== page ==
The pipeline gets about 10,000 acre-feet a year, about one-tenth as much water as all of Tucson Water’s customers use in a year, although it has capacity to serve three times that much. Freeport, whose Sierrita Mine lies just west of Green Valley, supplies about two-thirds of the pipeline’s CAP water. Tucson Water provides the rest.
CAP water replaces about 43% of the groves’ total water use, and covers more than one-third of the company’s 4,500 acres of pecan fields. The groves stretch south along the Santa Cruz River to Canoa Ranch, south of Green Valley.
FICO intends to ultimately extend the pipeline another 3 miles south, to the southern end of its Sahuarita Farm, but has no timeline for that work. But the company has no plans to extend the pipeline south of that onto its second farm, Continental Farm, which ends at Canoa Ranch.
FICO’s pipeline idea surfaced publicly back in the mid-2000s as a way to take pressure off the aquifer. The company had long been criticized for its heavy groundwater pumping.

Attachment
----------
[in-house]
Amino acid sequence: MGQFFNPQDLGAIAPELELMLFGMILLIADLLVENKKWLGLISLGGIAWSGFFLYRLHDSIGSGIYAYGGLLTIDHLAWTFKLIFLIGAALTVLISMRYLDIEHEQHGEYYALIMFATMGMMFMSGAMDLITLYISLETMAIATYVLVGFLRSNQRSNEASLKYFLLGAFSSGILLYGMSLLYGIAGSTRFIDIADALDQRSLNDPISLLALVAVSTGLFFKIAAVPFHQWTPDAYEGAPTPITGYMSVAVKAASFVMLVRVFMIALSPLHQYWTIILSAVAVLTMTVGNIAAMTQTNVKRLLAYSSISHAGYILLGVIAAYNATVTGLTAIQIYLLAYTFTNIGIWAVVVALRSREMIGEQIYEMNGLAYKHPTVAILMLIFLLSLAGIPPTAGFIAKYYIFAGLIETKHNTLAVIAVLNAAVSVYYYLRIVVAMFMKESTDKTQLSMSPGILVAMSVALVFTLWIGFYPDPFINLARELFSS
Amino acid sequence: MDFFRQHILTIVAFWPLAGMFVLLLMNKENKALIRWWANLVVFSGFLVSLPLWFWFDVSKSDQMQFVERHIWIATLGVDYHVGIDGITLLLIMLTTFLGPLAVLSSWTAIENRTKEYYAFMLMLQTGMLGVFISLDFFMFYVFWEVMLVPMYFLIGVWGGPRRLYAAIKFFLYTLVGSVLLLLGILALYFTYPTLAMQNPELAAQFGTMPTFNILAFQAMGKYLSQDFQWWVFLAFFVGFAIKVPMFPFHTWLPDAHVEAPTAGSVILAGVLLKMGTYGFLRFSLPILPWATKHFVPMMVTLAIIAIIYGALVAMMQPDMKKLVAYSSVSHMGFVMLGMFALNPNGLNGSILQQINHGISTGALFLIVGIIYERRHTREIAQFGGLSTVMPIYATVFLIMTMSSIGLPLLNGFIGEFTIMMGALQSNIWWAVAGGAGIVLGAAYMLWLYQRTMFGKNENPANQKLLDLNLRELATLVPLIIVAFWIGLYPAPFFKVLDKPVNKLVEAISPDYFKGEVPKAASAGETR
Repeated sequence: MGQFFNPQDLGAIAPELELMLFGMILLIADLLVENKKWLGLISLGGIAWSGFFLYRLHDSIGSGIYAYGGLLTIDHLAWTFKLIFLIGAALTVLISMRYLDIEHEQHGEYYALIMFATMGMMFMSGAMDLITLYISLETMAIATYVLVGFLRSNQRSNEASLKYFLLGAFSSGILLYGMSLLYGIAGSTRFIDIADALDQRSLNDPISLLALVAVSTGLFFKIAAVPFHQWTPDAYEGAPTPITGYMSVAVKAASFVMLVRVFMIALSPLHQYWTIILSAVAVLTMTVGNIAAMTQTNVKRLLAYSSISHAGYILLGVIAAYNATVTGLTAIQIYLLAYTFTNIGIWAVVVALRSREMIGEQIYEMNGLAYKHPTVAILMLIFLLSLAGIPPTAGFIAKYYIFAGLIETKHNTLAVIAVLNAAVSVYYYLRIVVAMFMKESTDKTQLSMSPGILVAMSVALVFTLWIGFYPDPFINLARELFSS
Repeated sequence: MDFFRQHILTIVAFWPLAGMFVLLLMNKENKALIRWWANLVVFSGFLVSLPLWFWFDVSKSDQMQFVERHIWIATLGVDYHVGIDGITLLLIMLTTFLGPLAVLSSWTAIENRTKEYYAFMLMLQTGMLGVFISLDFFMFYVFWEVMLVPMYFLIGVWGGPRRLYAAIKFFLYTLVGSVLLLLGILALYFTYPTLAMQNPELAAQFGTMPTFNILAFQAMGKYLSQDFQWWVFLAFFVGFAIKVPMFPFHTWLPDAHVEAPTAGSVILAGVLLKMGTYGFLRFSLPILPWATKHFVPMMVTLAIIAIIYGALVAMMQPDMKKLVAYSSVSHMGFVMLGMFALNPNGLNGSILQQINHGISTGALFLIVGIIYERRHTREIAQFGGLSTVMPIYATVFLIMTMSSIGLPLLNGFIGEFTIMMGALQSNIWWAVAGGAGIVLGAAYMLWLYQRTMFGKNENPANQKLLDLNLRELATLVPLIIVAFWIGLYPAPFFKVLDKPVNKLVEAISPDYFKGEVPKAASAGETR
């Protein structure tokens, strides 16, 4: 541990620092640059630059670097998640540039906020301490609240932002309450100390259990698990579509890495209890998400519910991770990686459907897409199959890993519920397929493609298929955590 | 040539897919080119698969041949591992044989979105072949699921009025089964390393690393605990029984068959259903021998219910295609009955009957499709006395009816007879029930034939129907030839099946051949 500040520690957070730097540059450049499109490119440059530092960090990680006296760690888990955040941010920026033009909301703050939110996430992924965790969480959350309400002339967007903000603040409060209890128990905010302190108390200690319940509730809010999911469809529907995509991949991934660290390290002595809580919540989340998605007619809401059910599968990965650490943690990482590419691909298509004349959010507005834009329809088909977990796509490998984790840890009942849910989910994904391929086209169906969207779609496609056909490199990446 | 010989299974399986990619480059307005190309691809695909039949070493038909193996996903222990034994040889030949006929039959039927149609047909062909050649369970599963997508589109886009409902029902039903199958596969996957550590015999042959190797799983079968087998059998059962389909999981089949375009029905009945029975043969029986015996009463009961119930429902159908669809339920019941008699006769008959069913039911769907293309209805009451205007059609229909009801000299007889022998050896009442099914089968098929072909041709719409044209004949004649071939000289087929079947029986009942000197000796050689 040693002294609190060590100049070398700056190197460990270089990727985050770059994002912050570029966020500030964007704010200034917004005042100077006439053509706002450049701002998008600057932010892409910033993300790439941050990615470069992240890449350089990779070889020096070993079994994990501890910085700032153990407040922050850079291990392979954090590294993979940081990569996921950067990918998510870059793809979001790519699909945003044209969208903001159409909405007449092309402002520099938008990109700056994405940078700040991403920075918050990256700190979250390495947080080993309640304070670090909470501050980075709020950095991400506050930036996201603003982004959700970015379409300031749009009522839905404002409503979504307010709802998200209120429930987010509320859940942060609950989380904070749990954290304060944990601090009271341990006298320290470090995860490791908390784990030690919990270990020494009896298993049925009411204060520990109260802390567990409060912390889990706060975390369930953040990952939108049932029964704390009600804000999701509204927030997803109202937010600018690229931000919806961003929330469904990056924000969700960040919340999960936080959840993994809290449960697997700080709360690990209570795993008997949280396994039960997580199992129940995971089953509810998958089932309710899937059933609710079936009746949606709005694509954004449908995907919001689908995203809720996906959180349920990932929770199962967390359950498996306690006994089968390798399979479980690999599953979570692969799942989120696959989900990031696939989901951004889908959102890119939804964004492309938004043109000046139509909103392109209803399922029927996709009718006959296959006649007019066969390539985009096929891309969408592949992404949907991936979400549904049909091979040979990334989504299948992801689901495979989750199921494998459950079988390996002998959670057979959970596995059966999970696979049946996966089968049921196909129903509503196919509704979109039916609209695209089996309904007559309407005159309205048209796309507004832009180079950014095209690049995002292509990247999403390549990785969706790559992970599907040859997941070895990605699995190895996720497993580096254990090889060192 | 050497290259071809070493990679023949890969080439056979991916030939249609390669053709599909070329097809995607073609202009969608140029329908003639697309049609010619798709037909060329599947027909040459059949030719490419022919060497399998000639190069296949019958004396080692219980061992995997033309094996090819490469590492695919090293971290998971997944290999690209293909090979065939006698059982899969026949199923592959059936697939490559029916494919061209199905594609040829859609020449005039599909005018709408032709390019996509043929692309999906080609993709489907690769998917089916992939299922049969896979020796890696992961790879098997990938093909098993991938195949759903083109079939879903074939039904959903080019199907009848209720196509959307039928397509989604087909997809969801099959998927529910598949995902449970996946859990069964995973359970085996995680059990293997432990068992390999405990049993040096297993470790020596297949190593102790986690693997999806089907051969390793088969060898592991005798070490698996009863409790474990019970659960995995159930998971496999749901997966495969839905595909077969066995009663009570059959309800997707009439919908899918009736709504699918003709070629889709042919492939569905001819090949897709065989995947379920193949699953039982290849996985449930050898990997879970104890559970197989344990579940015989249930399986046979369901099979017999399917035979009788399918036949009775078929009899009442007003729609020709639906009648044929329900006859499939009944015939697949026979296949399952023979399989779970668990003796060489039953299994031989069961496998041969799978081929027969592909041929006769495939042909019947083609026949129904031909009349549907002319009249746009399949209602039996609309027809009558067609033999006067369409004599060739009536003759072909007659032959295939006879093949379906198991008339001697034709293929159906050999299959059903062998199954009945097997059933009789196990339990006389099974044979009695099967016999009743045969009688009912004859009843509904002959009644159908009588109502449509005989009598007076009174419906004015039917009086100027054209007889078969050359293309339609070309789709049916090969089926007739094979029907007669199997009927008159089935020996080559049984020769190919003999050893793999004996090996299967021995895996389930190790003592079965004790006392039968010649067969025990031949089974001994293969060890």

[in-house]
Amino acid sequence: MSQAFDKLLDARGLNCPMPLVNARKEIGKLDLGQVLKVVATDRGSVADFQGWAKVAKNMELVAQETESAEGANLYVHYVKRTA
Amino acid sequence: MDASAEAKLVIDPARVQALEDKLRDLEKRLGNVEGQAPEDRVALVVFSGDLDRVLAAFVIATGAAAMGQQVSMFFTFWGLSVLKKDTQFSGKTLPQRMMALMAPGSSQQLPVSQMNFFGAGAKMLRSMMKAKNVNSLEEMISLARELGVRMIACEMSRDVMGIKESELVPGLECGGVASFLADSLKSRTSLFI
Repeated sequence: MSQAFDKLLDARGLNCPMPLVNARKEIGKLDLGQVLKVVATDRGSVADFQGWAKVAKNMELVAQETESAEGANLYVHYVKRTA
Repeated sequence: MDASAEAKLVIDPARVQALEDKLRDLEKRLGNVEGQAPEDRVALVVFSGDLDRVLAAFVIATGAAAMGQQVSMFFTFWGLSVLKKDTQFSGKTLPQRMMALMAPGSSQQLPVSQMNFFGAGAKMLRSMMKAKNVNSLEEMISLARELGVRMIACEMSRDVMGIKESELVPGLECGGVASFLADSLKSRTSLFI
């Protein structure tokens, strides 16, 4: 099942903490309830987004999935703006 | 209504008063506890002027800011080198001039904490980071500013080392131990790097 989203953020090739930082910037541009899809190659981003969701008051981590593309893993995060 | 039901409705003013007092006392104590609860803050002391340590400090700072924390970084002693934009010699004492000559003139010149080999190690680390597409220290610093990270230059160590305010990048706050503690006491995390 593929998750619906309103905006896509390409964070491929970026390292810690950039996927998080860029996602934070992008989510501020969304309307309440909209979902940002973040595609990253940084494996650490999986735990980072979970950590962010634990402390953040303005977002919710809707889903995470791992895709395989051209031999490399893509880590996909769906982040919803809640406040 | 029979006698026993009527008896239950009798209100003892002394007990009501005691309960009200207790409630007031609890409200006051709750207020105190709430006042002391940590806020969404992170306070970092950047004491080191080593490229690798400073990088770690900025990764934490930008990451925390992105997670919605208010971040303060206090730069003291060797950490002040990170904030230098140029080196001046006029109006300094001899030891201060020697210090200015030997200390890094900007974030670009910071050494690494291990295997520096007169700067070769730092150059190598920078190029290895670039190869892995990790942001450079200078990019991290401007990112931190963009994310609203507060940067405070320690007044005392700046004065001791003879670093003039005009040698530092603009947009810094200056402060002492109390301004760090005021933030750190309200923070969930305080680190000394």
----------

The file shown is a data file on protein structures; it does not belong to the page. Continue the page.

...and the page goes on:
During the 2010s, it pumped about 25,000 acre feet of groundwater a year, says a report prepared by the Upper Santa Cruz Providers and Users Group, which represents all major water users in southern Pima County. That much water would serve about 100,000 typical households living in Tucson Water’s service area.
The pipeline was delayed for some years in part due to the Great Recession of 2007 through 2009, “when most things came to a standstill in this area until 2011 to 2012,” said Tim Campbell, FICO’s land resource director. Getting permits to build the line took more time, he said.
“We probably have 11 or 12 government agencies we had to have approval from,” he said. “We had to secure easements, cross Tohono O’odham land, cross (Arizona Department of Transportation) right of way. We had to deal with the Federal Highway Administration, the CAP, the Bureau of Reclamation and EPA.”
Construction began in 2016, but most of the construction work occurred between 2018 and 2020, Campbell said.
“It’s just a slow process. I would describe it as just plodding. You just need to stay at it and not let the time frame discourage you. It’s just perseverance,” Campbell said.
Over time, having the pipeline will save the company money, because less pumping means lower electricity costs, said Campbell and Rich Walden, FICO’s Sahuarita-area farm manager.